Giant wind power projects place high demands on composite materials


The wind turbines are becoming increasingly large and technologically advanced. One reason is that wind power is to a greater extent placed in offshore parks, which enables larger structures with high capacity. As a result, the technical requirements for the wind turbine’s materials increase, where composite accounts for 67 percent penetration – an increase of 15 percentage points from 2010.

The wind power industry is estimated to account for 9% of total composite sales between 2016 and 2021. Considering the development of wind power constructions, composite materials will be crucial to satisfy characteristics such as ease of use, durability and scalability. Between 1990 and 2020, half of all wind turbines on the market are estimated to have rotor blades longer than 50 meters.[1]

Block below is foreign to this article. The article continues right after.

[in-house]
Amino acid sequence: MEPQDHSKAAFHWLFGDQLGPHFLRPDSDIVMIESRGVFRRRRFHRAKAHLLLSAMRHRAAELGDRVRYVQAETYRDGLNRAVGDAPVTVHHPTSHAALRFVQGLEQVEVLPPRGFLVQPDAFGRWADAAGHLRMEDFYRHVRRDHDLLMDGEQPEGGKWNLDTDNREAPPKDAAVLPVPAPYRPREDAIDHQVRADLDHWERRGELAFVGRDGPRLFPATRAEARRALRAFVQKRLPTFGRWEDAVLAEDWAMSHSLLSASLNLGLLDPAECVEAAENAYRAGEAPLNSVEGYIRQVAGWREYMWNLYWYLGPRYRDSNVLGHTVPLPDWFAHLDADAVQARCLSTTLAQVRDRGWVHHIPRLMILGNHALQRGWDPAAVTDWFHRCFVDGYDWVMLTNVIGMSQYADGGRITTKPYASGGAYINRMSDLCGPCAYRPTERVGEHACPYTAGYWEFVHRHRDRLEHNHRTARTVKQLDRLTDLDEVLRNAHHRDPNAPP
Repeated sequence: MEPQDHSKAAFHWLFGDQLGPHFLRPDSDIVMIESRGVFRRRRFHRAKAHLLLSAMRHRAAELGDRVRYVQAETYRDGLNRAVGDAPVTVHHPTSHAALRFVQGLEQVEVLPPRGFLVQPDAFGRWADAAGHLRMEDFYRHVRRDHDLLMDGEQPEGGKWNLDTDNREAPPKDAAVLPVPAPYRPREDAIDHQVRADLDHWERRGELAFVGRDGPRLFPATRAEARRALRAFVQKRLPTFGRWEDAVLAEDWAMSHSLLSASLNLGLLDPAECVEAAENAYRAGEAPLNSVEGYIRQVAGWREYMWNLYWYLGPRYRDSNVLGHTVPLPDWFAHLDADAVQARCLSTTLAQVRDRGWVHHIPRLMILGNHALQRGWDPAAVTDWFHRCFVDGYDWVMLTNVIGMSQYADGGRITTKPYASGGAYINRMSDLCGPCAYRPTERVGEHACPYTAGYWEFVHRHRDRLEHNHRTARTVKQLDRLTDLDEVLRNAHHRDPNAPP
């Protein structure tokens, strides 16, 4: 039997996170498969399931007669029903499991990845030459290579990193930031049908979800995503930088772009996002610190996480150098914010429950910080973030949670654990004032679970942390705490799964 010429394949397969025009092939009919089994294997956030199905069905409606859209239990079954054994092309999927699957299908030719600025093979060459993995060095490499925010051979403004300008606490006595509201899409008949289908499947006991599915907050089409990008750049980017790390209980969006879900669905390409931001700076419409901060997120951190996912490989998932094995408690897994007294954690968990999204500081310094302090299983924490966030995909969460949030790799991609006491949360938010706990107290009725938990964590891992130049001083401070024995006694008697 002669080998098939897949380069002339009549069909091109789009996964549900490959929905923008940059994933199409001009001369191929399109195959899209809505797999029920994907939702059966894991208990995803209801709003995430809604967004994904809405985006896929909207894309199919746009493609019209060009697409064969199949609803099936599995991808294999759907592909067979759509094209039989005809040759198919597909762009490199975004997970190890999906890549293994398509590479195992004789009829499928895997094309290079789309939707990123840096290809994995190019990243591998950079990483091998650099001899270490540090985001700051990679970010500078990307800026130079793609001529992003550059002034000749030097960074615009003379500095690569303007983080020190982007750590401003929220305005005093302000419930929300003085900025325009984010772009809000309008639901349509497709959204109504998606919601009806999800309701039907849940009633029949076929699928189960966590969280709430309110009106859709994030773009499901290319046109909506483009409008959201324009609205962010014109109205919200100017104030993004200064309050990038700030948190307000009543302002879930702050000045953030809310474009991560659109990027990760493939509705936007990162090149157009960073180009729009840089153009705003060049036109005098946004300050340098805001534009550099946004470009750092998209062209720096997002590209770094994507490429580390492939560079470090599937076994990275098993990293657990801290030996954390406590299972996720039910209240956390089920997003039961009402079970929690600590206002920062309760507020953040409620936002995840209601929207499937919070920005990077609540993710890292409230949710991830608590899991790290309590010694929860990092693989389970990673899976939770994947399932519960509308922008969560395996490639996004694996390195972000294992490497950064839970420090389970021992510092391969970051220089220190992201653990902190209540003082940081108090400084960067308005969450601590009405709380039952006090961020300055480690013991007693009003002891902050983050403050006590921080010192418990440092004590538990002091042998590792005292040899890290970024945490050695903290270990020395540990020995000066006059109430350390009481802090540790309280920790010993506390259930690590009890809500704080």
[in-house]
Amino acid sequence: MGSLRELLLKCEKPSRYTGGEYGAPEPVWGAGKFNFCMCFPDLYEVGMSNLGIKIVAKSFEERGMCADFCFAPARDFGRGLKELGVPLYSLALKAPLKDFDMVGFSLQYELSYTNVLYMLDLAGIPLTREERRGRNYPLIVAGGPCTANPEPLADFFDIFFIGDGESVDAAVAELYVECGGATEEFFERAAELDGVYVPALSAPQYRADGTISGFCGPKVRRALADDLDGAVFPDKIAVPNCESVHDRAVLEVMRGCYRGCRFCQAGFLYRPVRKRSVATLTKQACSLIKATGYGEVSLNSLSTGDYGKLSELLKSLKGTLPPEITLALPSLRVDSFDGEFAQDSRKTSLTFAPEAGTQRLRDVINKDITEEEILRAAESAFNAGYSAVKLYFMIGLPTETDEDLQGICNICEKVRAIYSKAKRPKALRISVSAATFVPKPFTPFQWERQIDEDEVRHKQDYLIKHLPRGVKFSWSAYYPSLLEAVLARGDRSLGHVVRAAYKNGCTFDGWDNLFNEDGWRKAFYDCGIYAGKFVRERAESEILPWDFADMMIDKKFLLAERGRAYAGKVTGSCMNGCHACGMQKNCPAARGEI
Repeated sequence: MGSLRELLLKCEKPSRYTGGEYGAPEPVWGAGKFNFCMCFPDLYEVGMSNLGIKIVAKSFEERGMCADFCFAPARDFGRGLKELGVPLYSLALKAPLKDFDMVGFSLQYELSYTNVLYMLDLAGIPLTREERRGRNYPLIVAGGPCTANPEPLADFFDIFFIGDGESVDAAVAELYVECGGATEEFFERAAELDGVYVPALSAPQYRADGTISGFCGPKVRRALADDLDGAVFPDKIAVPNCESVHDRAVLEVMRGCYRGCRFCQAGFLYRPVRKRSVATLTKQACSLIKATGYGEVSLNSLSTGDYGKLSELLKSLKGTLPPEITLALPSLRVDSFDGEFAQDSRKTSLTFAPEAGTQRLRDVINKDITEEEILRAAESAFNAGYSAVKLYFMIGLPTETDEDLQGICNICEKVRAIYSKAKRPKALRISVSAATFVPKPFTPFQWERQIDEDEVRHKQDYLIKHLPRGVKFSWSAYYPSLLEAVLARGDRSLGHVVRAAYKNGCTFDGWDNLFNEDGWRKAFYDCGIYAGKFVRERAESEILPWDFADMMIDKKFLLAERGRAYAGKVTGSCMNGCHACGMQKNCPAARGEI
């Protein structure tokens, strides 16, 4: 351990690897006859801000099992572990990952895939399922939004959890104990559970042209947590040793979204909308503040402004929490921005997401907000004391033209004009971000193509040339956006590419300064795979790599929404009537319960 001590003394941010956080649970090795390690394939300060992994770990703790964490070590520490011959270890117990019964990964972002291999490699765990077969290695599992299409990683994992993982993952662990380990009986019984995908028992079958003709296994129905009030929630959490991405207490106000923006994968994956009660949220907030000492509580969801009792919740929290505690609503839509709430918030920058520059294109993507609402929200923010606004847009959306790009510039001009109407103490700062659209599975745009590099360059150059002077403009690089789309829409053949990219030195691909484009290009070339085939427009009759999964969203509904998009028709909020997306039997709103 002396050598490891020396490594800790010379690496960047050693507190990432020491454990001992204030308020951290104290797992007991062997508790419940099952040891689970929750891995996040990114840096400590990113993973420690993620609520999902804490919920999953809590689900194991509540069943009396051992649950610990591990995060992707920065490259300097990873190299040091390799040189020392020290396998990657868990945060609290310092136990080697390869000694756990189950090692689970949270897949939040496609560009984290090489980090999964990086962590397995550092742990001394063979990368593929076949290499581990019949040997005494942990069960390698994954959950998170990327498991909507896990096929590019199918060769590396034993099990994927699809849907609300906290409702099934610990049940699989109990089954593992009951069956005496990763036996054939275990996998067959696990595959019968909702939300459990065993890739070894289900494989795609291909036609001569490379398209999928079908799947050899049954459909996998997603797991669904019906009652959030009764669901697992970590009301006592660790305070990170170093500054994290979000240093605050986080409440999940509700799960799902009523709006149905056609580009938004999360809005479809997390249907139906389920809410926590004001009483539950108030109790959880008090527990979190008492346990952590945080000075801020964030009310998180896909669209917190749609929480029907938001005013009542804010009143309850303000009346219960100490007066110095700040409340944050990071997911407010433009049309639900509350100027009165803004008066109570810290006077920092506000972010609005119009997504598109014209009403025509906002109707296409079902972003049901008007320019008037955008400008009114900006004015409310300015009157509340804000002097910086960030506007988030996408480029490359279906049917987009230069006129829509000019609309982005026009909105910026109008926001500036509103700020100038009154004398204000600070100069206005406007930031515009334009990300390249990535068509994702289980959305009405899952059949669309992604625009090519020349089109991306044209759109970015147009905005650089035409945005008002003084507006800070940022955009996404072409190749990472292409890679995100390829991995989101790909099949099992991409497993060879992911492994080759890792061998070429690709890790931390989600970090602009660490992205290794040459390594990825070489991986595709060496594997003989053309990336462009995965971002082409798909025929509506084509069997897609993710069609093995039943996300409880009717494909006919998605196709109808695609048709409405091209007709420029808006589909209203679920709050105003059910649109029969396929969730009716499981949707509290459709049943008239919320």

The largest wind power project today is the LM 107.0 P, which is developed by LM Wind Power. As the name implies, it is a wind turbine with a whopping 107-meter-long rotor blade. By comparison, the wing span on an Airbus A380, the world’s largest passenger aircraft, is 80 meters. The LM 107.0 P is manufactured in a factory in Cherbourg, France, and after being subjected to tough tests on durability and performance, will be placed offshore.[2]

Nexam Chemical looks forward to continuing to consolidate its position as a high-quality supplier of innovative sustainable chemistry to a strong wind power industry.